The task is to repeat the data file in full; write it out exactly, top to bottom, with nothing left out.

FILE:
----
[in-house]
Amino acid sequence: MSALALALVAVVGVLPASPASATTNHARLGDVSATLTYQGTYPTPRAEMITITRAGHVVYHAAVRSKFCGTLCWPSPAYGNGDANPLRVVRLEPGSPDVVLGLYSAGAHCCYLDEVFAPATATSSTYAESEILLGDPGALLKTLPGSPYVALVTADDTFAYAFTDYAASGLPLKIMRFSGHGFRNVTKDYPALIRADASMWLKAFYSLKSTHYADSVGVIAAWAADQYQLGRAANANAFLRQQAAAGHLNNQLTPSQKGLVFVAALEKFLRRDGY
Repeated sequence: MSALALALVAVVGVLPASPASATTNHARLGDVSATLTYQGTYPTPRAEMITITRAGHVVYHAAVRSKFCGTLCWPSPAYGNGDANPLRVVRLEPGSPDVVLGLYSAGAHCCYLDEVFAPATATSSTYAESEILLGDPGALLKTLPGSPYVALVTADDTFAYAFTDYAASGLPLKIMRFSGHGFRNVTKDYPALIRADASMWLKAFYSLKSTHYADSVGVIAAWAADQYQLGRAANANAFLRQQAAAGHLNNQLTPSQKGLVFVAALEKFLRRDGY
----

[in-house]
Amino acid sequence: MSALALALVAVVGVLPASPASATTNHARLGDVSATLTYQGTYPTPRAEMITITRAGHVVYHAAVRSKFCGTLCWPSPAYGNGDANPLRVVRLEPGSPDVVLGLYSAGAHCCYLDEVFAPATATSSTYAESEILLGDPGALLKTLPGSPYVALVTADDTFAYAFTDYAASGLPLKIMRFSGHGFRNVTKDYPALIRADASMWLKAFYSLKSTHYADSVGVIAAWAADQYQLGRAANANAFLRQQAAAGHLNNQLTPSQKGLVFVAALEKFLRRDGY
Repeated sequence: MSALALALVAVVGVLPASPASATTNHARLGDVSATLTYQGTYPTPRAEMITITRAGHVVYHAAVRSKFCGTLCWPSPAYGNGDANPLRVVRLEPGSPDVVLGLYSAGAHCCYLDEVFAPATATSSTYAESEILLGDPGALLKTLPGSPYVALVTADDTFAYAFTDYAASGLPLKIMRFSGHGFRNVTKDYPALIRADASMWLKAFYSLKSTHYADSVGVIAAWAADQYQLGRAANANAFLRQQAAAGHLNNQLTPSQKGLVFVAALEKFLRRDGY